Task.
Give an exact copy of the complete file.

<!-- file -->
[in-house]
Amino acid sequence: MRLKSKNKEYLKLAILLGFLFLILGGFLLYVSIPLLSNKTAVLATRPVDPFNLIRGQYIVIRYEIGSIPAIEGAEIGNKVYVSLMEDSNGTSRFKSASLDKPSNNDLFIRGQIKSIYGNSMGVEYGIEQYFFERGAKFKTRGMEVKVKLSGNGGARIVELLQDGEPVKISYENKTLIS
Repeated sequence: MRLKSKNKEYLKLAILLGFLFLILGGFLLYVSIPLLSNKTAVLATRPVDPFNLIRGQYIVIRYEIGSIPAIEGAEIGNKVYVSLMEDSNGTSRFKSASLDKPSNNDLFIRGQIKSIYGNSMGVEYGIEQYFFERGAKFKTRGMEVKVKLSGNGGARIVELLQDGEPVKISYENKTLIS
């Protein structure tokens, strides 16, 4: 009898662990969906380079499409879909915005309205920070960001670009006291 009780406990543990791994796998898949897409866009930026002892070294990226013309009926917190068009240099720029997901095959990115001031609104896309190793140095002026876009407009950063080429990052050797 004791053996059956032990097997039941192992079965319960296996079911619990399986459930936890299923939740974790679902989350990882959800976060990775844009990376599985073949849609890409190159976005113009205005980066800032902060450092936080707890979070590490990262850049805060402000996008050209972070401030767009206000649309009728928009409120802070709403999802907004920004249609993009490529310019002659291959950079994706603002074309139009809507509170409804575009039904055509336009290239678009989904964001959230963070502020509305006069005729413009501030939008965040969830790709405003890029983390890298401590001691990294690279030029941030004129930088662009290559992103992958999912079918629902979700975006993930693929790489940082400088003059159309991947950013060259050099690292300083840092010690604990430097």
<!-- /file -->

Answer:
[in-house]
Amino acid sequence: MRLKSKNKEYLKLAILLGFLFLILGGFLLYVSIPLLSNKTAVLATRPVDPFNLIRGQYIVIRYEIGSIPAIEGAEIGNKVYVSLMEDSNGTSRFKSASLDKPSNNDLFIRGQIKSIYGNSMGVEYGIEQYFFERGAKFKTRGMEVKVKLSGNGGARIVELLQDGEPVKISYENKTLIS
Repeated sequence: MRLKSKNKEYLKLAILLGFLFLILGGFLLYVSIPLLSNKTAVLATRPVDPFNLIRGQYIVIRYEIGSIPAIEGAEIGNKVYVSLMEDSNGTSRFKSASLDKPSNNDLFIRGQIKSIYGNSMGVEYGIEQYFFERGAKFKTRGMEVKVKLSGNGGARIVELLQDGEPVKISYENKTLIS
């Protein structure tokens, strides 16, 4: 009898662990969906380079499409879909915005309205920070960001670009006291 009780406990543990791994796998898949897409866009930026002892070294990226013309009926917190068009240099720029997901095959990115001031609104896309190793140095002026876009407009950063080429990052050797 004791053996059956032990097997039941192992079965319960296996079911619990399986459930936890299923939740974790679902989350990882959800976060990775844009990376599985073949849609890409190159976005113009205005980066800032902060450092936080707890979070590490990262850049805060402000996008050209972070401030767009206000649309009728928009409120802070709403999802907004920004249609993009490529310019002659291959950079994706603002074309139009809507509170409804575009039904055509336009290239678009989904964001959230963070502020509305006069005729413009501030939008965040969830790709405003890029983390890298401590001691990294690279030029941030004129930088662009290559992103992958999912079918629902979700975006993930693929790489940082400088003059159309991947950013060259050099690292300083840092010690604990430097």